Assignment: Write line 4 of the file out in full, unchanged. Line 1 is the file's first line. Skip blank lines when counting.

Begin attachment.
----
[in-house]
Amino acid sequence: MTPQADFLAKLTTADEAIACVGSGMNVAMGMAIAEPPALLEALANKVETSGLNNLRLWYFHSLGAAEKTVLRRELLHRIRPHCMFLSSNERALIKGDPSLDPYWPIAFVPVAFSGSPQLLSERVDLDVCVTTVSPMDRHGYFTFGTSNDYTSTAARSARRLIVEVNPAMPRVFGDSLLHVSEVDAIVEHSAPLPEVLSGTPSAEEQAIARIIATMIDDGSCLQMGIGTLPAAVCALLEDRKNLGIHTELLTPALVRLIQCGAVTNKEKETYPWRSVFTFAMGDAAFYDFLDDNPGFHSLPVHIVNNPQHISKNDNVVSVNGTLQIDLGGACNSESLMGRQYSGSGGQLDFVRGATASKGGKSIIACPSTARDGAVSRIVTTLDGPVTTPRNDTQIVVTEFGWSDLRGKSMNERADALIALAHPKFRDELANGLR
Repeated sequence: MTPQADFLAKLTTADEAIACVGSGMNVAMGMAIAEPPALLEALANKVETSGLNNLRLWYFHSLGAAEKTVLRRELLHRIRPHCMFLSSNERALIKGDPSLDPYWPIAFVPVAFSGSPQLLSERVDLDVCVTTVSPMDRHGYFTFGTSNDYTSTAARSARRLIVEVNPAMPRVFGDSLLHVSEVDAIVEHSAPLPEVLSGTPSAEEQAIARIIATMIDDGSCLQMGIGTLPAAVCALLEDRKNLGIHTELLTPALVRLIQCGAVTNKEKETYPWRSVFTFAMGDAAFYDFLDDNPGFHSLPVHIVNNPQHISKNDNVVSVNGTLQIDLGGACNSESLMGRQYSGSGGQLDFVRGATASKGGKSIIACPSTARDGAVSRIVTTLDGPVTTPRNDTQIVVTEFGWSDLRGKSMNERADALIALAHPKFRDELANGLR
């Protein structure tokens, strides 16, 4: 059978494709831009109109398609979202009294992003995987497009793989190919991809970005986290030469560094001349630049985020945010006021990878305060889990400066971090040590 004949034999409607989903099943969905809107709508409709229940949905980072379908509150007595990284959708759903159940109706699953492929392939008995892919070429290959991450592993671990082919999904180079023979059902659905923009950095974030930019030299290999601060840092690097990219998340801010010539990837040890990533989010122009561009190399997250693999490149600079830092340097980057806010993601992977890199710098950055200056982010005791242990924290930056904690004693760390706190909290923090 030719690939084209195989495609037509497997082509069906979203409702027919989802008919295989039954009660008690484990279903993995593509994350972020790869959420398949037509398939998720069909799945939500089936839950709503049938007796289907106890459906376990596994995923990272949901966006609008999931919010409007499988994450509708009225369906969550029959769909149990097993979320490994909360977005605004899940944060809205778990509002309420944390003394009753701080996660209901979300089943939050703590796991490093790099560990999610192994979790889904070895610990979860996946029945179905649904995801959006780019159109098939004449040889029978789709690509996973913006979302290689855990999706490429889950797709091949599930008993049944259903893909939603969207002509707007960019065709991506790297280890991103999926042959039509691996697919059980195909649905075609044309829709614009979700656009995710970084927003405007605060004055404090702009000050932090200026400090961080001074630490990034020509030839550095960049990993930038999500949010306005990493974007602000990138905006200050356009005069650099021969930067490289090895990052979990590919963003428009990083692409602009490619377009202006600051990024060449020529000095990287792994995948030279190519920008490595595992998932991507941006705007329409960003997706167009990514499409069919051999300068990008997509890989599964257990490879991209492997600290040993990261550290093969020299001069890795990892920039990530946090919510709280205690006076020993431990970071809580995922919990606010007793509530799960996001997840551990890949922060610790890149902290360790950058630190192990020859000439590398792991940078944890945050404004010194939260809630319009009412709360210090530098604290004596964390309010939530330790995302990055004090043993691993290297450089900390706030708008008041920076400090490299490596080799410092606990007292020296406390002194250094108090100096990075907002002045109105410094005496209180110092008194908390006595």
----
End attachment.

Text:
């Protein structure tokens, strides 16, 4: 059978494709831009109109398609979202009294992003995987497009793989190919991809970005986290030469560094001349630049985020945010006021990878305060889990400066971090040590 004949034999409607989903099943969905809107709508409709229940949905980072379908509150007595990284959708759903159940109706699953492929392939008995892919070429290959991450592993671990082919999904180079023979059902659905923009950095974030930019030299290999601060840092690097990219998340801010010539990837040890990533989010122009561009190399997250693999490149600079830092340097980057806010993601992977890199710098950055200056982010005791242990924290930056904690004693760390706190909290923090 030719690939084209195989495609037509497997082509069906979203409702027919989802008919295989039954009660008690484990279903993995593509994350972020790869959420398949037509398939998720069909799945939500089936839950709503049938007796289907106890459906376990596994995923990272949901966006609008999931919010409007499988994450509708009225369906969550029959769909149990097993979320490994909360977005605004899940944060809205778990509002309420944390003394009753701080996660209901979300089943939050703590796991490093790099560990999610192994979790889904070895610990979860996946029945179905649904995801959006780019159109098939004449040889029978789709690509996973913006979302290689855990999706490429889950797709091949599930008993049944259903893909939603969207002509707007960019065709991506790297280890991103999926042959039509691996697919059980195909649905075609044309829709614009979700656009995710970084927003405007605060004055404090702009000050932090200026400090961080001074630490990034020509030839550095960049990993930038999500949010306005990493974007602000990138905006200050356009005069650099021969930067490289090895990052979990590919963003428009990083692409602009490619377009202006600051990024060449020529000095990287792994995948030279190519920008490595595992998932991507941006705007329409960003997706167009990514499409069919051999300068990008997509890989599964257990490879991209492997600290040993990261550290093969020299001069890795990892920039990530946090919510709280205690006076020993431990970071809580995922919990606010007793509530799960996001997840551990890949922060610790890149902290360790950058630190192990020859000439590398792991940078944890945050404004010194939260809630319009009412709360210090530098604290004596964390309010939530330790995302990055004090043993691993290297450089900390706030708008008041920076400090490299490596080799410092606990007292020296406390002194250094108090100096990075907002002045109105410094005496209180110092008194908390006595």